Be nicer if they were. But the home farm he bought, he and Ellie bought from my parents, when my dad realized he could go do the farming and moved to Westminster. And he also my– Ellie had tragedy in her life.

Her father drowned while they were– the family had gone off on a picnic. And the older sister and her husband lived on the farm. And they said, why don’t you let us keep the baby?

She’s only two years old. And you’d have so much more fun. And we would have a lot of fun too because we enjoy her.

So that’s what they did. And she had two older sisters. And the 14-year-old sister had a cramp while she was out swimming.

And the father attempted to save her and they both drowned. And so it was a horrible experience. And Ellie’s mother died not long after that.

But the aunt and uncle then said we’ll take care of Eleanor. And they raised her as they’re own daughter. Of course, she knew that they weren’t her parents– whatever.

And the Wareheim place is the– Aunt Norma had married Walter Wareheim. And that place is the place that Dan later bought. Because Aunt Norma and Uncle Walter are long gone. But–

RICHARD MARS: When you moved here, what year did you move here?

MILDRED SHIPLEY: 1950.

RICHARD MARS: OK.

MILDRED SHIPLEY: And Dan had come home from the war then. And he and Ellie– these are pictures of their 25th wedding anniversary party. They were and are a dear couple.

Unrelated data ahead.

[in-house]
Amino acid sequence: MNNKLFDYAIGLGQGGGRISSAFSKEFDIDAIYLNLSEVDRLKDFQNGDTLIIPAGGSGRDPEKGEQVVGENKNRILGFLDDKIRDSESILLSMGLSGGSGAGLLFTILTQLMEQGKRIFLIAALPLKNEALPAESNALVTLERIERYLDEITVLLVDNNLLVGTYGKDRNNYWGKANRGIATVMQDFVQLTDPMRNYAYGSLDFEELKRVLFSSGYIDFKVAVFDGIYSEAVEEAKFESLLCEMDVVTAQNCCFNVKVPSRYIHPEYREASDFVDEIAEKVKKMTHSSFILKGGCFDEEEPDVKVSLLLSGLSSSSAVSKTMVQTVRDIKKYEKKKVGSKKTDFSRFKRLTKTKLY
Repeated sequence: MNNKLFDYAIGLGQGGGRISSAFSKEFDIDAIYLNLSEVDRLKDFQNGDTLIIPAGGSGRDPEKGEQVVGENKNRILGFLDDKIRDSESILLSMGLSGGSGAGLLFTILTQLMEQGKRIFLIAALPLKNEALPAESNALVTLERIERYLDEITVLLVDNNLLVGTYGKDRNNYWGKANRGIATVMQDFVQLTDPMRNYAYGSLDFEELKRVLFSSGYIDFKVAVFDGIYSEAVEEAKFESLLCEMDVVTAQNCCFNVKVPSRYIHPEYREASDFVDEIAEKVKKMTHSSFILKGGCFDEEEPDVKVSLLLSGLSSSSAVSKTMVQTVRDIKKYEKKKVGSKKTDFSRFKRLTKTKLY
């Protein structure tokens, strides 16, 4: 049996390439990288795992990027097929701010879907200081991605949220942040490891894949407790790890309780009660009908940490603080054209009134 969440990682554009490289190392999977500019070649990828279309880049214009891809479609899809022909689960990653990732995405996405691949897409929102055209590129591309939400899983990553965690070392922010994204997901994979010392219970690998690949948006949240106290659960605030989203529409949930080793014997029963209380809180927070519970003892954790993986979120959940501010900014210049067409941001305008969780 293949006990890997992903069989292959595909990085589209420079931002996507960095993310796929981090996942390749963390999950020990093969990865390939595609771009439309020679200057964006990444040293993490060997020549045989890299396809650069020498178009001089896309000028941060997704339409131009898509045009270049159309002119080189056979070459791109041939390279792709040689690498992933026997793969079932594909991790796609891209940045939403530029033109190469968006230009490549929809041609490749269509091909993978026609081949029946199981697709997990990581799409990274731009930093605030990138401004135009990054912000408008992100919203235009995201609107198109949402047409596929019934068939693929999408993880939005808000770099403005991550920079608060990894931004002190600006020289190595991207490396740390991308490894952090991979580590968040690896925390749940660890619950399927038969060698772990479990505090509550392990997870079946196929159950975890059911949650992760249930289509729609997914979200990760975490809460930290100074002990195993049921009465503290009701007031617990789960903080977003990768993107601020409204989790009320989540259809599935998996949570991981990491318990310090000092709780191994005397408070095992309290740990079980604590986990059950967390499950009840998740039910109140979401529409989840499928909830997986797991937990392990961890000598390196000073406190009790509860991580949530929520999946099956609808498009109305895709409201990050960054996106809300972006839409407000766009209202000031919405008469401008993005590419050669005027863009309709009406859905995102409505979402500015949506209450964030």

RICHARD MARS: What did you do after you moved here? I mean, you didn’t–

MILDRED SHIPLEY: I would to–

RICHARD MARS: –anymore.

MILDRED SHIPLEY: I went to Western Maryland College. I won a scholarship there and became a day student here. And of course I guess I inherited some of the love of the family for history. And so I majored in history and I graduated with honors in 1948 and then taught in Hartford County for several years and then moved back home to Carroll County. And between the two of them, I taught 37 years– to me, an interesting, challenging job.

RICHARD MARS: Did you always teach history?

MILDRED SHIPLEY: No, we had a program. They called it Core then. And–

RICHARD MARS: Right.

MILDRED SHIPLEY: –in Hartford County, that meant a giant core. It’s English, social studies, science, and math. Well, I could handle the first three. But the math– I last had math in the eighth grade and I was teaching eighth graders math.

I was dating an engineer at the time. And he would take me out to dinner and I’d take the math book along. And he’d say, you do this, this, and this.